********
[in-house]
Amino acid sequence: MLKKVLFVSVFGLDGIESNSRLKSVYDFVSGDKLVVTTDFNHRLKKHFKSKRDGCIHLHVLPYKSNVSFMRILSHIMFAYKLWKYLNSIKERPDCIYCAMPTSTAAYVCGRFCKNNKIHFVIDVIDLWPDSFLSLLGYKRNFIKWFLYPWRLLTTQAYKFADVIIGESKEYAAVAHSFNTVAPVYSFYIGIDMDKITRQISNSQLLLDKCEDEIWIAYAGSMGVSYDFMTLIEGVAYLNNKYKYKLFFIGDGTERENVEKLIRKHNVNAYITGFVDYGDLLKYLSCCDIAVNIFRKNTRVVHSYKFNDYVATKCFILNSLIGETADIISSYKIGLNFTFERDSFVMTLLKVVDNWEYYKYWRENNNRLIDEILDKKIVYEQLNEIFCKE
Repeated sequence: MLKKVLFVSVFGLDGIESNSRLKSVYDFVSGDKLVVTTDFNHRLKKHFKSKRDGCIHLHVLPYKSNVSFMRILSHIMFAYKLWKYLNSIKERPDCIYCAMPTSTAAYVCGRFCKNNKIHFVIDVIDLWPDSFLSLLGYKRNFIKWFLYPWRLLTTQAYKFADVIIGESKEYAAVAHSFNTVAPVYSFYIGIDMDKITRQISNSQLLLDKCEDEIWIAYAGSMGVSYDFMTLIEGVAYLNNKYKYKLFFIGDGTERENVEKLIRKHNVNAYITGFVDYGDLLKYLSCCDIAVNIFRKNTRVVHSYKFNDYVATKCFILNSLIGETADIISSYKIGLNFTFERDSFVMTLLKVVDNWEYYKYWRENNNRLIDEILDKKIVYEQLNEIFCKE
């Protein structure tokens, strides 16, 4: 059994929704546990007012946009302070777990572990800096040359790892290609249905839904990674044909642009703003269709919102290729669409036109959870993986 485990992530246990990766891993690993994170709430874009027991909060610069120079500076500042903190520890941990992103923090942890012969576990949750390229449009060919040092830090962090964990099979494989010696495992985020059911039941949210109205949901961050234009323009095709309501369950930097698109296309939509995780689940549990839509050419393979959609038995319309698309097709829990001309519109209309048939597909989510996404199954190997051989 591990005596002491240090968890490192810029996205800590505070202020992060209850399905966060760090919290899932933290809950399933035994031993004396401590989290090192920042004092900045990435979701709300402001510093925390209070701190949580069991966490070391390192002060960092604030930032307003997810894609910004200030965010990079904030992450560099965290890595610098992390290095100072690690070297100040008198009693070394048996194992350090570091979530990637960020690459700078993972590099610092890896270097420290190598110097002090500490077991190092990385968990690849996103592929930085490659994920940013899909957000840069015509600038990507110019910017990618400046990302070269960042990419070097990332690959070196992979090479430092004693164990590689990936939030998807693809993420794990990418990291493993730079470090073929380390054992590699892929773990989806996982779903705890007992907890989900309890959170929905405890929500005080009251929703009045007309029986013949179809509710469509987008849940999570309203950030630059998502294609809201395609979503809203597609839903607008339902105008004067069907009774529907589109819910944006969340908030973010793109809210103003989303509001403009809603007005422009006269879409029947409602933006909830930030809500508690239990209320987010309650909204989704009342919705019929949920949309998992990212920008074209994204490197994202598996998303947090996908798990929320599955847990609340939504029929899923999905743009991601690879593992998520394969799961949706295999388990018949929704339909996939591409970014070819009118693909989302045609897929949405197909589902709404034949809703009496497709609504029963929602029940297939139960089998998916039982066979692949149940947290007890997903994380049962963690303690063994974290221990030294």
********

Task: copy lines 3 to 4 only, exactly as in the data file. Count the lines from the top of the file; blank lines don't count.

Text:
Repeated sequence: MLKKVLFVSVFGLDGIESNSRLKSVYDFVSGDKLVVTTDFNHRLKKHFKSKRDGCIHLHVLPYKSNVSFMRILSHIMFAYKLWKYLNSIKERPDCIYCAMPTSTAAYVCGRFCKNNKIHFVIDVIDLWPDSFLSLLGYKRNFIKWFLYPWRLLTTQAYKFADVIIGESKEYAAVAHSFNTVAPVYSFYIGIDMDKITRQISNSQLLLDKCEDEIWIAYAGSMGVSYDFMTLIEGVAYLNNKYKYKLFFIGDGTERENVEKLIRKHNVNAYITGFVDYGDLLKYLSCCDIAVNIFRKNTRVVHSYKFNDYVATKCFILNSLIGETADIISSYKIGLNFTFERDSFVMTLLKVVDNWEYYKYWRENNNRLIDEILDKKIVYEQLNEIFCKE
């Protein structure tokens, strides 16, 4: 059994929704546990007012946009302070777990572990800096040359790892290609249905839904990674044909642009703003269709919102290729669409036109959870993986 485990992530246990990766891993690993994170709430874009027991909060610069120079500076500042903190520890941990992103923090942890012969576990949750390229449009060919040092830090962090964990099979494989010696495992985020059911039941949210109205949901961050234009323009095709309501369950930097698109296309939509995780689940549990839509050419393979959609038995319309698309097709829990001309519109209309048939597909989510996404199954190997051989 591990005596002491240090968890490192810029996205800590505070202020992060209850399905966060760090919290899932933290809950399933035994031993004396401590989290090192920042004092900045990435979701709300402001510093925390209070701190949580069991966490070391390192002060960092604030930032307003997810894609910004200030965010990079904030992450560099965290890595610098992390290095100072690690070297100040008198009693070394048996194992350090570091979530990637960020690459700078993972590099610092890896270097420290190598110097002090500490077991190092990385968990690849996103592929930085490659994920940013899909957000840069015509600038990507110019910017990618400046990302070269960042990419070097990332690959070196992979090479430092004693164990590689990936939030998807693809993420794990990418990291493993730079470090073929380390054992590699892929773990989806996982779903705890007992907890989900309890959170929905405890929500005080009251929703009045007309029986013949179809509710469509987008849940999570309203950030630059998502294609809201395609979503809203597609839903607008339902105008004067069907009774529907589109819910944006969340908030973010793109809210103003989303509001403009809603007005422009006269879409029947409602933006909830930030809500508690239990209320987010309650909204989704009342919705019929949920949309998992990212920008074209994204490197994202598996998303947090996908798990929320599955847990609340939504029929899923999905743009991601690879593992998520394969799961949706295999388990018949929704339909996939591409970014070819009118693909989302045609897929949405197909589902709404034949809703009496497709609504029963929602029940297939139960089998998916039982066979692949149940947290007890997903994380049962963690303690063994974290221990030294």